Philip Koch's wife Alice at Art Essex Gallery's exhibit of Koch's paintings.
Last year I showed a major oil at George Billis Gallery in New York, Horizon, 40 x 60" based on the ideas I originally worked out in the small oil above, Northern Sky: Yellow. Modest in size, a painting like this plays a critical role in my studio practice.
For the first couple of decades I was painting I always did all my experimenting and searching right on surface of my larger canvases. I saw this was a way to embrace immediacy. An artist after all feels a certain urgency as they work to bring their paintings to life. I just wanted to dive in.
That method led to a lot of canvases I am very proud of to this day. But overtime I came to see that sometimes slowing down could make me see more deeply into the worlds I was imagining on canvas. I began exploring new ideas in stages, trying out alternative compositions first in a sketchbook and then on a modest scale in oil. Impatience I realized wasn't really my friend.
The irony is I found an even greater freedom working out my ideas on a small surface first. With less at stake than in a large canvas, I became more playful and more willing to take risks, to investigate ways of solving a painting I'd never tried before.
Deep Forest Sun, oil on panel, 6 x 8", a painting I am especially happy with. It invites you to walk into its space, climb the hill and spy what's just over the rise.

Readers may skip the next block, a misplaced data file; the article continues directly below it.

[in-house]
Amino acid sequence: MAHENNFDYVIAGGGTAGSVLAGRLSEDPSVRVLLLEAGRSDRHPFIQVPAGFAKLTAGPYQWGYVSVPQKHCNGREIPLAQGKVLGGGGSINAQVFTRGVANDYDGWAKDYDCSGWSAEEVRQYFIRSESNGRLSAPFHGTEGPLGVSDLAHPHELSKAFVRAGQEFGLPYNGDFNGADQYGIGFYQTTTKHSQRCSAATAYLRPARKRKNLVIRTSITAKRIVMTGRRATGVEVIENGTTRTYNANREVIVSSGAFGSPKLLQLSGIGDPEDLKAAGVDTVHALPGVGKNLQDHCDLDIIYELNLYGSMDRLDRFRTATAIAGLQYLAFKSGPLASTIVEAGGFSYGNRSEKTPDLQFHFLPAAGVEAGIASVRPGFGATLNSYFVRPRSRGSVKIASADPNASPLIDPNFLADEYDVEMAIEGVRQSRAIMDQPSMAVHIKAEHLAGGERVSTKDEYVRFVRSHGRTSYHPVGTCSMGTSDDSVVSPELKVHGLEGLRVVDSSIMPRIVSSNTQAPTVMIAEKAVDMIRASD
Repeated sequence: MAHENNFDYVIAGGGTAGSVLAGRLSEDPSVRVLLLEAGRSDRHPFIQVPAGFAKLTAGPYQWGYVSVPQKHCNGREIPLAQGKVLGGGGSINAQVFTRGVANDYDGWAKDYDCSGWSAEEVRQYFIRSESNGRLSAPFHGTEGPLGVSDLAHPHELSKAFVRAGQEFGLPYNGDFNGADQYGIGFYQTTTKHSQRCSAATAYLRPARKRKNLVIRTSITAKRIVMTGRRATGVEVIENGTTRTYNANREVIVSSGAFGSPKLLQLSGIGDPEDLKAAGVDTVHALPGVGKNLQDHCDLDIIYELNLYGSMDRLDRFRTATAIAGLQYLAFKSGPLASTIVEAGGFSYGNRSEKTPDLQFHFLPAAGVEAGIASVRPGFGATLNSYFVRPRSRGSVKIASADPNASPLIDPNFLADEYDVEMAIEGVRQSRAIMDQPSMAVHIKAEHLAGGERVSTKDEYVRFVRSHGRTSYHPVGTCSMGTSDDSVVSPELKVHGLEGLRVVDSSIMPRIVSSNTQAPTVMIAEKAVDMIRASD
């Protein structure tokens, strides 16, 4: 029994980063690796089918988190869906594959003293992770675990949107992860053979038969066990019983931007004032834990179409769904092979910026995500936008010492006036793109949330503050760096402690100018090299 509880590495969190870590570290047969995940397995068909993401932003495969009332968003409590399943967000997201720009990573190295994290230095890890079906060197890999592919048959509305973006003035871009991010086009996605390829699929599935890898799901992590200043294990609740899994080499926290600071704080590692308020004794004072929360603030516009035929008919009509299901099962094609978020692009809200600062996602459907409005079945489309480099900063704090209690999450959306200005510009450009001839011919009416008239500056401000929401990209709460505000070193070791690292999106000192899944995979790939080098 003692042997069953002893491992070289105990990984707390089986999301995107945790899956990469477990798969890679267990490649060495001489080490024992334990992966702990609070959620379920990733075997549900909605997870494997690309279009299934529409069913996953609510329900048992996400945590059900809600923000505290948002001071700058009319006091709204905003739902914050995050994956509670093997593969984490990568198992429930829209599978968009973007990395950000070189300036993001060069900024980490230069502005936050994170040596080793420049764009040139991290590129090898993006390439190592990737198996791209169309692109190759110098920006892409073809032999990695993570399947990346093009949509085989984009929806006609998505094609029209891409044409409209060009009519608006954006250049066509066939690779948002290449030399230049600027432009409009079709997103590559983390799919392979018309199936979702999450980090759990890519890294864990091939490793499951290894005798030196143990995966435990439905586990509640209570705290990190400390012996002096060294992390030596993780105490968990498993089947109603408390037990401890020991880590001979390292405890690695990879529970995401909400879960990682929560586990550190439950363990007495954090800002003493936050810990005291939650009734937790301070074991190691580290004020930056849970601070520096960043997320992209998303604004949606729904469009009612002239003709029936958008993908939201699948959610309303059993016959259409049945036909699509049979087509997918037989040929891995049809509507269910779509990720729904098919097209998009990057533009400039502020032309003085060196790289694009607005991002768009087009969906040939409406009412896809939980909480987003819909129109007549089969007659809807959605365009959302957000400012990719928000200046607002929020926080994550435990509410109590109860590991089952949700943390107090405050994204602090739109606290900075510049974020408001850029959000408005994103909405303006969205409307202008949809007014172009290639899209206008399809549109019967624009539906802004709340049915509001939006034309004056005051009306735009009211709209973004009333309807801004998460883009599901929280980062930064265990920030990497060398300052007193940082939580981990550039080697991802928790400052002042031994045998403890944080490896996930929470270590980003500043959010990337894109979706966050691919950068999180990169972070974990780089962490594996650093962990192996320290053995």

Isle au Haute Morning I, oil on
panel, 6 1/2 x 13"
Last summer when I had a solo show in Stonington, Maine at Isalos Fine Art, I did a number of paintings of the Stonington Harbor in the early mornings. In this oil the mountains of Isle au Haut, part of Acadia National Park just to the north of Stonington, are just emerging out of the sun-filled mists.
The Sea, oil on panel, 6 1/2 x 13" was inspired by another part of Acadia National Park. My wife and I honeymooned there many years ago. For me it's probably the most special of all the places I go painting. This is based on the Porcupine Islands that shelter the port of Bar Harbor from the rougher open waters.
The Reach, oil on panel, 10 x 15" was based on a vine charcoal drawing I did on one of my residencies in Edward Hopper's Truro studio on Cape Cod. Walking down to the beach where Hopper used to go swimming (usually alone, as he did so many things) I drew the line of sand dunes extending to the south along the shore of Cape Cod Bay. While up at the Hopper studio we have been treated to some elegant displays of moonlight filtering through the clouds. That nocturnal memory figures in this image as well.
This painting served as preparation for the much larger oil The Reach III that is also in the exhibition.
I'll show it in the 3rd and concluding blog post about the Art Essex Gallery show on Thursday, May 29.
The Norman Rockwell Museum in Stockbridge, MA has invited me to give a talk on Thursday, July 31 as part of their programming for their major summer exhibition The Unkown Hopper: Edward Hopper as Illustrator (June 7 - Oct. 26, 2014).
Inside Hopper's World: A Contemporary Painter's View. An Evening with Philip Koch
Thursday, July 31, 5:30 - 6:30 p.m.
I'll be speaking about Edward Hopper's life on Cape Cod and how it shaped his art. I will show photos I've taken during my 15 residencies in the little-seen Truro, MA studio where he lived and worked for 30 years. I will also make some side-by-side comparisons of how Hopper handled similar themes in his illustration work and in his paintings.